The most common way ER is implemented is as out of class readings. A typical example would have students selecting a graded reader from a library, reading it outside of class, then either filling out a simple book report or taking some kind of comprehension quiz. Assessment should interfere as little as possible with the enjoyment of the reading itself; if you have learners reading a book just to pass a test, it undermines the idea of reading for pleasure.
Having said that, there is a wide range of ways teachers implement ER. At my university, for example, we encourage teachers to give 15 minutes at the start of each weekly lesson for silent reading in the classroom. This has several incidental benefits; for instance, it gets students to settle down and start thinking in English; it encourages them to carry their graded reader around with them, which increases the chance they may pull it out and continue reading on the train before and after school; and it also allows teachers to keep tabs on student progress by asking them how they’re enjoying the books, which genres they prefer, etc. We still expect that students will read mainly outside of class, but some in-class reading helps to keep everyone on track.
Some programs set up reading circles where three or four students read the same book and then have discussions about it. Others include a listening component, since most graded readers come with a CD or downloadable MP3s. There is a wide range of activities that can be added to the basic reading requirement that can enhance the experience. As long as the students are reading at a comfortable level for them, reading a lot, and reading books that they select themselves, then it’s ER. Without losing sight of these goals, teachers can of course tweak things to suit their own situations.
Is it possible for teachers to measure or assess Extensive Reading?
It’s possible to measure overall language gains from ER over time, but not from lesson to lesson. That’s another way in which ER is similar to a communicative approach. But yes, there is a solid body of research that supports the effectiveness of ER.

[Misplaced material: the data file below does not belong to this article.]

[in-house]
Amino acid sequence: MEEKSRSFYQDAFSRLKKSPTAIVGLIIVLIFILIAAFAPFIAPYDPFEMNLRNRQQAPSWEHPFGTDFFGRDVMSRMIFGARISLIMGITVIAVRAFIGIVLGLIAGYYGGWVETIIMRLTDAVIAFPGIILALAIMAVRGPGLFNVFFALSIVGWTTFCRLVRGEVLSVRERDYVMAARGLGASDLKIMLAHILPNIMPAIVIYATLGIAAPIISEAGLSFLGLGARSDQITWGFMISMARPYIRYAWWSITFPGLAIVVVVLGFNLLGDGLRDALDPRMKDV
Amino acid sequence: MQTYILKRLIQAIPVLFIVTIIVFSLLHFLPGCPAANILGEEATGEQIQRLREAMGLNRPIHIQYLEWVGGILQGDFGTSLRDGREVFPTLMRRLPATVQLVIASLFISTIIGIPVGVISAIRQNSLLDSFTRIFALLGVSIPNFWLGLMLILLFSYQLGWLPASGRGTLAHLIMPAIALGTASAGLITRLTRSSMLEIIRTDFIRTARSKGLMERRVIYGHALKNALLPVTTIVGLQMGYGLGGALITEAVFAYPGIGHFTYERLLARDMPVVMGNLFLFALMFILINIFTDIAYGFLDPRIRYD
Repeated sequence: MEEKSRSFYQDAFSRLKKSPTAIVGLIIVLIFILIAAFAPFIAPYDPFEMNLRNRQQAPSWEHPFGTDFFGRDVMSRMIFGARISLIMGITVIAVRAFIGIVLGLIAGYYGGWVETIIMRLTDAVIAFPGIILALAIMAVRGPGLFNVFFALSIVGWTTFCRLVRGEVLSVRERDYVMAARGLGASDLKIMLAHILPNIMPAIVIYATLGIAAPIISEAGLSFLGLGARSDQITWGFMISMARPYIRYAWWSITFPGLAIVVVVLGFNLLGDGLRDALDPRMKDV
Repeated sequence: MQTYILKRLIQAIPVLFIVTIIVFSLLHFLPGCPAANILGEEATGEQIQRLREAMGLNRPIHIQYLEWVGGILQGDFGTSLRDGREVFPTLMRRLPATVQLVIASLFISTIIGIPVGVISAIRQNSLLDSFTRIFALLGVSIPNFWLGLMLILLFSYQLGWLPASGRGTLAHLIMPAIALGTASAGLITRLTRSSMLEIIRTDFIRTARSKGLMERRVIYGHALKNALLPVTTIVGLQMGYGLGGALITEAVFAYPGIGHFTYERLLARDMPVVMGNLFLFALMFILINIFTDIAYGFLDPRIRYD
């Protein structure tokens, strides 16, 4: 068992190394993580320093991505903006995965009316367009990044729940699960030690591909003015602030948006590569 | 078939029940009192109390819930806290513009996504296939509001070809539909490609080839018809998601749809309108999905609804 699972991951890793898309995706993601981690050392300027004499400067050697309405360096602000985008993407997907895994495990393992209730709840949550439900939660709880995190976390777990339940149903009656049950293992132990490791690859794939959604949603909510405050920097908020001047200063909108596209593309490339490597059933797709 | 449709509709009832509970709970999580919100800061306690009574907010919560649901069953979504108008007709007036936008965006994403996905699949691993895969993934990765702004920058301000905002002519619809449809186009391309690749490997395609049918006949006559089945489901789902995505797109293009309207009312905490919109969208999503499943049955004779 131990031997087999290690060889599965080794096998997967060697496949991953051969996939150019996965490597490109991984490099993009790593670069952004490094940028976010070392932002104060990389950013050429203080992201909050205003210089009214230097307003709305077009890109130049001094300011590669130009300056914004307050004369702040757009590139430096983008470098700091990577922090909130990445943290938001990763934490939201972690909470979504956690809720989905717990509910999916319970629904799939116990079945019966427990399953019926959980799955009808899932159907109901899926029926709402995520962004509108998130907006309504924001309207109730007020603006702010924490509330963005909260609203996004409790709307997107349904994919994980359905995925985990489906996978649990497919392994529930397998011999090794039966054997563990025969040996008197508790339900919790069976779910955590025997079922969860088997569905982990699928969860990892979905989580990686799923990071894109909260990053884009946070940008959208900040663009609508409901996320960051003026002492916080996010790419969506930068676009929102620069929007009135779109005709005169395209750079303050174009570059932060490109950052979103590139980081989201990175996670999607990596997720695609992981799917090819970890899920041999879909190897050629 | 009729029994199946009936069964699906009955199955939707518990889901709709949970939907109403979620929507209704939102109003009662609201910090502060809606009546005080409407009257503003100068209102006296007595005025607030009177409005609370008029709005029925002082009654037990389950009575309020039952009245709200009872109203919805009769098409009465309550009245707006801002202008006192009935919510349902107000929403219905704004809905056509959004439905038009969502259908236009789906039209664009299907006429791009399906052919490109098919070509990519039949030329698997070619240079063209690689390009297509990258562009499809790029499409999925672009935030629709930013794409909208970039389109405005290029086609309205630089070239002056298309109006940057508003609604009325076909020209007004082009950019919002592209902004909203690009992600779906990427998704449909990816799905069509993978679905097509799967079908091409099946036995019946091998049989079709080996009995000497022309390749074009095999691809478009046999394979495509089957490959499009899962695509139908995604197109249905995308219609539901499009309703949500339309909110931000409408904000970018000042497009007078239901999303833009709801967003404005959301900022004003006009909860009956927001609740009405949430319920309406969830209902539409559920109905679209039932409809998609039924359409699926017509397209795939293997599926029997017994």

However, teachers must bear in mind that ER is not meant to be implemented as a series of lessons followed by quizzes and tests. While there can be book reports or quizzes in ER, the purpose of these is always to show that the book has been read—and never to test for specific language gains or deep understanding. So for example, questions such as “What is Juliet’s cousin Tybalt’s nickname?” or “What does the word ‘dagger’ mean”? are not very good ones in an ER context. It is possible to read Romeo and Juliet, enjoy it, and yet not to have learned these particular items (the answers are “Prince of Cats” and “a kind of knife,” by the way—maybe some of us didn’t remember, either!)
Good comprehension questions might include, “Where do Romeo and Juliet meet?” (at a party); or, “What happens at the end of the story?” (they both die). Likewise, a good book report lets teachers know that the book has been read; if that can be done in two or three short sentences, so much the better.
Marcos Benevides is a Japan-based teacher and ELT materials writer. He co-wrote the reading coursebook Fiction in Action: Whodunit (Abax, 2010), which won both the Duke of Edinburgh and the British Council ELTon Awards. He also co-wrote Widgets: A task-based course in practical English (Pearson, 2008), and is currently the series editor for the newly launched Choose Your Own Adventure graded reader series from McGraw-Hill Education. He teaches at J. F. Oberlin University in Tokyo.
For more information about Extensive Reading, plus details of an innovative graded reader version of the Choose Your Own Adventure series, check out Part 2 of this interview!